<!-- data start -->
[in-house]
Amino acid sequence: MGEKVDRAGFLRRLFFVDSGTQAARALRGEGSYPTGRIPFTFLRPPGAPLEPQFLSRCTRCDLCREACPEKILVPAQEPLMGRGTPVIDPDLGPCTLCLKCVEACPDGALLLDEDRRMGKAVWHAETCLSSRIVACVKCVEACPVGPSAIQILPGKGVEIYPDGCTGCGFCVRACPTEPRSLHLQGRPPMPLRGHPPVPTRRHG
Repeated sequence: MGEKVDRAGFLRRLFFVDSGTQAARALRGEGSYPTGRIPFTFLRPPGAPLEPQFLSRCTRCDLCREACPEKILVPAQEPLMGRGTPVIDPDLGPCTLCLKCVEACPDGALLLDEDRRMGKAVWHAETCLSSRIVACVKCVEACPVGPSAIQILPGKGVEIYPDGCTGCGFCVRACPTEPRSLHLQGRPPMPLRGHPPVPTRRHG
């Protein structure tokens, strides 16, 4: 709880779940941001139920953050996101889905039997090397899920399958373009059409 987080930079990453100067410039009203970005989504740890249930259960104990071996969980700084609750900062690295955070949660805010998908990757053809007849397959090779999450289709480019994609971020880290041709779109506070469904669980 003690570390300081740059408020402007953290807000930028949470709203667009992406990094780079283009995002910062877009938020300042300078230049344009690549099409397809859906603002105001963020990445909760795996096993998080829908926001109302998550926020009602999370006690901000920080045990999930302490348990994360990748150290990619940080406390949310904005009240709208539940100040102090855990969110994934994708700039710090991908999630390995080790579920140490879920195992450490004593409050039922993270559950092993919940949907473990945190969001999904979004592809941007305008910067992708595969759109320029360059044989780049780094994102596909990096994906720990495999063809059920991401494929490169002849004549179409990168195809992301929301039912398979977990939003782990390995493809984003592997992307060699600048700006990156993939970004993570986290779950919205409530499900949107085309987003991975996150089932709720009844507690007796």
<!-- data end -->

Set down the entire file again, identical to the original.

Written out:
[in-house]
Amino acid sequence: MGEKVDRAGFLRRLFFVDSGTQAARALRGEGSYPTGRIPFTFLRPPGAPLEPQFLSRCTRCDLCREACPEKILVPAQEPLMGRGTPVIDPDLGPCTLCLKCVEACPDGALLLDEDRRMGKAVWHAETCLSSRIVACVKCVEACPVGPSAIQILPGKGVEIYPDGCTGCGFCVRACPTEPRSLHLQGRPPMPLRGHPPVPTRRHG
Repeated sequence: MGEKVDRAGFLRRLFFVDSGTQAARALRGEGSYPTGRIPFTFLRPPGAPLEPQFLSRCTRCDLCREACPEKILVPAQEPLMGRGTPVIDPDLGPCTLCLKCVEACPDGALLLDEDRRMGKAVWHAETCLSSRIVACVKCVEACPVGPSAIQILPGKGVEIYPDGCTGCGFCVRACPTEPRSLHLQGRPPMPLRGHPPVPTRRHG
């Protein structure tokens, strides 16, 4: 709880779940941001139920953050996101889905039997090397899920399958373009059409 987080930079990453100067410039009203970005989504740890249930259960104990071996969980700084609750900062690295955070949660805010998908990757053809007849397959090779999450289709480019994609971020880290041709779109506070469904669980 003690570390300081740059408020402007953290807000930028949470709203667009992406990094780079283009995002910062877009938020300042300078230049344009690549099409397809859906603002105001963020990445909760795996096993998080829908926001109302998550926020009602999370006690901000920080045990999930302490348990994360990748150290990619940080406390949310904005009240709208539940100040102090855990969110994934994708700039710090991908999630390995080790579920140490879920195992450490004593409050039922993270559950092993919940949907473990945190969001999904979004592809941007305008910067992708595969759109320029360059044989780049780094994102596909990096994906720990495999063809059920991401494929490169002849004549179409990168195809992301929301039912398979977990939003782990390995493809984003592997992307060699600048700006990156993939970004993570986290779950919205409530499900949107085309987003991975996150089932709720009844507690007796």